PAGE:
I quickly thought, oh that's why we have so much media, but never mind — at least we will have some positive news with the Water Corporation story first.
The press conference started, with the Minister and one of our financial counsellors, Seema D'Cruz, poised to answer inquiries on how the new changes were working for customers.
This went reasonably well, with some brief, unremarkable questions from the journalists.
As soon as that part of the press conference was over, the Minister indicated he was happy to take questions. The hounds were unleashed.
They quizzed the minister relentlessly about 'what are you doing to keep people safe at the beach?'
This part of the press conference lasted considerably longer.
It became very clear that the Water Corporation announcement was a necessary inconvenience, so the journalists could talk to the Minister about sharks.
I have to say the only sharks I was seeing was in the pack of journalists circling the minister.
I screamed in my mind, MORE WOMEN DIE AT THE HANDS OF THEIR INTIMATE PARTNERS THAN ALL SHARK DEATHS IN AUSTRALIA – NINE WOMEN THIS YEAR SO FAR BY IF ANYONE IS INTERESTED!
How could so much attention be given to shark bite incidents (albeit shark bites being very distressing) when we know that the scourge of family violence in this country is rife?
Women are injured, maimed and killed at an unimaginable rate and yet this pack of journalists was more concerned about what the Minister was going to do about sharks swimming in their own natural habitat.
Is this really what we have become? How obsessed we are with counting shark numbers, tagging sharks, setting up aerial patrols, drum lines, shark nets, surf lifesaving, warning systems and the like? Spending money on public servants who then spend time managing the "problem", developing policy and programs?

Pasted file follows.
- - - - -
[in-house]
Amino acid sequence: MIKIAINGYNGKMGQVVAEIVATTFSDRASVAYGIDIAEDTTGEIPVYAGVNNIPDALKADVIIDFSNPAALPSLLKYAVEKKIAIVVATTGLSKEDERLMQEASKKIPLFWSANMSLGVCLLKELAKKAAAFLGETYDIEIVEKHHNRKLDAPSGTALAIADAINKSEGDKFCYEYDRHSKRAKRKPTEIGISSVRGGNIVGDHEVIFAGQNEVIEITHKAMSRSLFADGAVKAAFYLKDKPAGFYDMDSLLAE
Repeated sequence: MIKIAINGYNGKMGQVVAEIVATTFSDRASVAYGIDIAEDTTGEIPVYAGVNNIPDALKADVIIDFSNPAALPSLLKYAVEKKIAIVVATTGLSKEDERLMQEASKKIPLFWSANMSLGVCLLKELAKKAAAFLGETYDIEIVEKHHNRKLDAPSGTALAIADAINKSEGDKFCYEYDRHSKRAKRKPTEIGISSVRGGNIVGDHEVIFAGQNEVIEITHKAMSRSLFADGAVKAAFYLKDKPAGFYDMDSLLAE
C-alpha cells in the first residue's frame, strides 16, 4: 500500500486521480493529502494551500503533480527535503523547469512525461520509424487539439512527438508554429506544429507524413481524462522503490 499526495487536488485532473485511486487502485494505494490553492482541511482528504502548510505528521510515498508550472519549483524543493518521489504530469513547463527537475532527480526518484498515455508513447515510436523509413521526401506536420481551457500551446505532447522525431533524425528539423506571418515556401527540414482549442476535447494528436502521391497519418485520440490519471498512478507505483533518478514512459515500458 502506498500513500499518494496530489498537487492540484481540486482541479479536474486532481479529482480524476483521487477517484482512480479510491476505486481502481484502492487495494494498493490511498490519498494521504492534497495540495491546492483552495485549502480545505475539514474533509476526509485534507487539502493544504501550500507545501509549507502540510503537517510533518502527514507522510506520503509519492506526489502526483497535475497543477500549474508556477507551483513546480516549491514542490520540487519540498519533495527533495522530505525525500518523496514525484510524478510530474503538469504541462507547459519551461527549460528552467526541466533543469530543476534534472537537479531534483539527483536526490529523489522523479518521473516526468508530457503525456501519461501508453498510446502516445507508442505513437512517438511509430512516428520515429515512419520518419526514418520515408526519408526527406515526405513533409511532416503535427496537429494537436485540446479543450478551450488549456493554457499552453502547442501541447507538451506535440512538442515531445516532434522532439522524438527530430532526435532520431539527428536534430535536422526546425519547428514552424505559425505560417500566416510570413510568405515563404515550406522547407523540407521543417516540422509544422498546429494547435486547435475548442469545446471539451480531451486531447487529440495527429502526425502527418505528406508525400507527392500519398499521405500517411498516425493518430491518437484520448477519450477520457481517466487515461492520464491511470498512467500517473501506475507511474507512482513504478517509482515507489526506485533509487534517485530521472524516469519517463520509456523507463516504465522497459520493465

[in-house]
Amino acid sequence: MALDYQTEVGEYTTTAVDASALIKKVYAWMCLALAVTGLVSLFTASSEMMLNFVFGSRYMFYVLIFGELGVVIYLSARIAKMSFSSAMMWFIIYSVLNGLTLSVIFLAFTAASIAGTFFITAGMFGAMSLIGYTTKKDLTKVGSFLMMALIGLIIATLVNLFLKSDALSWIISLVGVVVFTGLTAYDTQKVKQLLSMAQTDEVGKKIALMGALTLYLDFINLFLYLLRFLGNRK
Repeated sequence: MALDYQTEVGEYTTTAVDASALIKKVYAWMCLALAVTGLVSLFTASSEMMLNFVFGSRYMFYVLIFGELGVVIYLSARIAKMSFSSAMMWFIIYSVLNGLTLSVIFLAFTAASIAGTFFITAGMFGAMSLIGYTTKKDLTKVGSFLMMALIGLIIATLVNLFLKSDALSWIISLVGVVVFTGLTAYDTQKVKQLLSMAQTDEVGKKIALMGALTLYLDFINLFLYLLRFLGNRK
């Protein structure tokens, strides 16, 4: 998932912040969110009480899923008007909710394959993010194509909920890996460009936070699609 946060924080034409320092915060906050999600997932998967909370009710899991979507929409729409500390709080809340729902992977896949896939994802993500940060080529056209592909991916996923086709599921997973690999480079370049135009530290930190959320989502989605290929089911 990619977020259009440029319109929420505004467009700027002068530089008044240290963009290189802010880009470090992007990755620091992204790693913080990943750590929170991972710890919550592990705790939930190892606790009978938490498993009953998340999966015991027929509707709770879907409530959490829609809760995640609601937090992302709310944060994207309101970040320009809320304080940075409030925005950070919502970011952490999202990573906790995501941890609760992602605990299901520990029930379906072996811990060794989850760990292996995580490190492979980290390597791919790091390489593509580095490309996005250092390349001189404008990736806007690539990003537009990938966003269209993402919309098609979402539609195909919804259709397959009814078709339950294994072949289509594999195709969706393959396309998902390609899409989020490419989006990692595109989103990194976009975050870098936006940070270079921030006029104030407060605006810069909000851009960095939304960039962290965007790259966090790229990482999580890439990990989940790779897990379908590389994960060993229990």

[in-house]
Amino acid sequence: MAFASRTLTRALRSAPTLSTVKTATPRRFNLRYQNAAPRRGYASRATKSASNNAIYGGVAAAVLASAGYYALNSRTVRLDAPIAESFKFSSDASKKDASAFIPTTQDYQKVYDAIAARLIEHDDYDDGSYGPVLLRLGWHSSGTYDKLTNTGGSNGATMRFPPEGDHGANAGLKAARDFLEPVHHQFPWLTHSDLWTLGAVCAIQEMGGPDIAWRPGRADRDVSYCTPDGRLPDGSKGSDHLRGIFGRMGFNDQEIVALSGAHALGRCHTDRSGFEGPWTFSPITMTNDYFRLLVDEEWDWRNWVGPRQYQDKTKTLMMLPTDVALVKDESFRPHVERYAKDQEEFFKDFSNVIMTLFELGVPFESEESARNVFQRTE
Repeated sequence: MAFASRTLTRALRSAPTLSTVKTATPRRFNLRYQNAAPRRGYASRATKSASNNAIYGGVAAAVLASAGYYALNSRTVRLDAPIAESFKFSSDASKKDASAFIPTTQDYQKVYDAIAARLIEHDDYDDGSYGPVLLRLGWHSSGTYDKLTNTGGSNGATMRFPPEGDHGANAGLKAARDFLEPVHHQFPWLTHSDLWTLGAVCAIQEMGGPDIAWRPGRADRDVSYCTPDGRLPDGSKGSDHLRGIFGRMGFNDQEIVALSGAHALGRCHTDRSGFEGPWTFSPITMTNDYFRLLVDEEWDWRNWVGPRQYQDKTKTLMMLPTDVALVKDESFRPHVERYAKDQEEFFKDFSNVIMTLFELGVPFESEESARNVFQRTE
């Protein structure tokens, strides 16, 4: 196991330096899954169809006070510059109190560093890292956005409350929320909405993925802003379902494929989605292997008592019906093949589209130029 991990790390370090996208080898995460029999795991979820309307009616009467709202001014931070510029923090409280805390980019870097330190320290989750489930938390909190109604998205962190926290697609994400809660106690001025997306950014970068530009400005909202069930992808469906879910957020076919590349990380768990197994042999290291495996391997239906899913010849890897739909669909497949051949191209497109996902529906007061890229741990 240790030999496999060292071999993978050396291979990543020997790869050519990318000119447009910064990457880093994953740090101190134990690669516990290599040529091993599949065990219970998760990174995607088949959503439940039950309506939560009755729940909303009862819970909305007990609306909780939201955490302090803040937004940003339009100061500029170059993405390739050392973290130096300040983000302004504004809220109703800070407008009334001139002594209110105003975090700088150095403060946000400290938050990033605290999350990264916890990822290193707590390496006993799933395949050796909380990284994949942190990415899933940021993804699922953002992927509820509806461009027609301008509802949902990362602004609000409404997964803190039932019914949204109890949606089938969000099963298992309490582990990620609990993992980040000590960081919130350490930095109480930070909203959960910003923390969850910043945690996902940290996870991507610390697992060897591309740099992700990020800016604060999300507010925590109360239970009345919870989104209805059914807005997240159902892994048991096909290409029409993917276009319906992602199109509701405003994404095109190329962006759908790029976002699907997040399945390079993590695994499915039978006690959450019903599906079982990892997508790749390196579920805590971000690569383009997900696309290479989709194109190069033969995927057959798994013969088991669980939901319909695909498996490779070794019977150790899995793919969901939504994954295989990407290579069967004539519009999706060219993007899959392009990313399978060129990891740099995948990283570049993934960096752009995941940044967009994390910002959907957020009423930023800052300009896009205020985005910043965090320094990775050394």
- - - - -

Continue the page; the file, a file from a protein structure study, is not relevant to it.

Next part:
The media frenzy every time there is a shark sighting is incomparable to any other type of death.
I think we would drain the ocean if as many Australians died of shark bites as women do at the hands of violent partners. Forty-nine women in Australia in 2017, if you are interested.
I looked at media on Saturday hoping to see the story on the amazing changes from the Water Corporation. Nothing, not one word.
The shark comments made headlines, though. Big stories, small stories, comment pieces telling us 'the science is in', we have double the number of sharks than the east coast, never mind that we have warmer water and a bigger coastline.
They told us of the 15 fatal shark bite incidents in WA in the last 17 years. Yes, let's not forget the numbers!
How's this for numbers? Two women died between Christmas and the New Year in WA alone at the hands of their partners. Where is your outrage on that? Where is your front page and editorial and questions to the Minister responsible for the Prevention of Family Violence?
I am certainly not unsympathetic to those people and families affected by shark attacks and deaths.
However, let's have some perspective. If we want a debate about 'safety' in Western Australia let's start talking about the impact of violence against women and children, violence we know leads to horrific consequences for this generation and future generations and needs to be addressed as a matter of urgency.
And as a last comment, and the whole reason for the press conference, let's applaud the Water Corporation and its minister for addressing the needs of the most financially vulnerable in the community by developing a dignified and realistic way forward and raise the challenge to the other utilities in WA to follow suit.
This article was written by Bev Jowle, the Executive Officer for the Financial Counselling Association of WA and has been copied from here.